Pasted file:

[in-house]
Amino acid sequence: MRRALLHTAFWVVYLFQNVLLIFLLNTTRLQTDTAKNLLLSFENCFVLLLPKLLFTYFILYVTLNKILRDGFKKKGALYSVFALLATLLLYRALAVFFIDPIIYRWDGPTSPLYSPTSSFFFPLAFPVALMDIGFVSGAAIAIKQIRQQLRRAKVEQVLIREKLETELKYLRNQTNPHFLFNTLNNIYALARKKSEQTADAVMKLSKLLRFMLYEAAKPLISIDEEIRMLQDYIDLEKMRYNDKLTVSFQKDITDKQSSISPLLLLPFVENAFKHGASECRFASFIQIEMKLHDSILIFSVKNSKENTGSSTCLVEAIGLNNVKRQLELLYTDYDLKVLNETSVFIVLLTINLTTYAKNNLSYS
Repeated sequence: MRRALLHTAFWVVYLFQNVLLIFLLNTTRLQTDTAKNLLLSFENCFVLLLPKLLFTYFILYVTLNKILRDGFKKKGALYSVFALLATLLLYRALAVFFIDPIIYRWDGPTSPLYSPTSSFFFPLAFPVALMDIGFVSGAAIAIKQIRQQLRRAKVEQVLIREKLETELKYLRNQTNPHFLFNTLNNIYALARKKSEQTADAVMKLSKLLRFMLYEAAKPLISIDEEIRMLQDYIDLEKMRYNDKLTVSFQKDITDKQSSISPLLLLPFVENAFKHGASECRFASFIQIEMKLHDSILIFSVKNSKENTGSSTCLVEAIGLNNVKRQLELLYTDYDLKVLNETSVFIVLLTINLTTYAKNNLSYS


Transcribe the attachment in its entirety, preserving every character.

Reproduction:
[in-house]
Amino acid sequence: MRRALLHTAFWVVYLFQNVLLIFLLNTTRLQTDTAKNLLLSFENCFVLLLPKLLFTYFILYVTLNKILRDGFKKKGALYSVFALLATLLLYRALAVFFIDPIIYRWDGPTSPLYSPTSSFFFPLAFPVALMDIGFVSGAAIAIKQIRQQLRRAKVEQVLIREKLETELKYLRNQTNPHFLFNTLNNIYALARKKSEQTADAVMKLSKLLRFMLYEAAKPLISIDEEIRMLQDYIDLEKMRYNDKLTVSFQKDITDKQSSISPLLLLPFVENAFKHGASECRFASFIQIEMKLHDSILIFSVKNSKENTGSSTCLVEAIGLNNVKRQLELLYTDYDLKVLNETSVFIVLLTINLTTYAKNNLSYS
Repeated sequence: MRRALLHTAFWVVYLFQNVLLIFLLNTTRLQTDTAKNLLLSFENCFVLLLPKLLFTYFILYVTLNKILRDGFKKKGALYSVFALLATLLLYRALAVFFIDPIIYRWDGPTSPLYSPTSSFFFPLAFPVALMDIGFVSGAAIAIKQIRQQLRRAKVEQVLIREKLETELKYLRNQTNPHFLFNTLNNIYALARKKSEQTADAVMKLSKLLRFMLYEAAKPLISIDEEIRMLQDYIDLEKMRYNDKLTVSFQKDITDKQSSISPLLLLPFVENAFKHGASECRFASFIQIEMKLHDSILIFSVKNSKENTGSSTCLVEAIGLNNVKRQLELLYTDYDLKVLNETSVFIVLLTINLTTYAKNNLSYS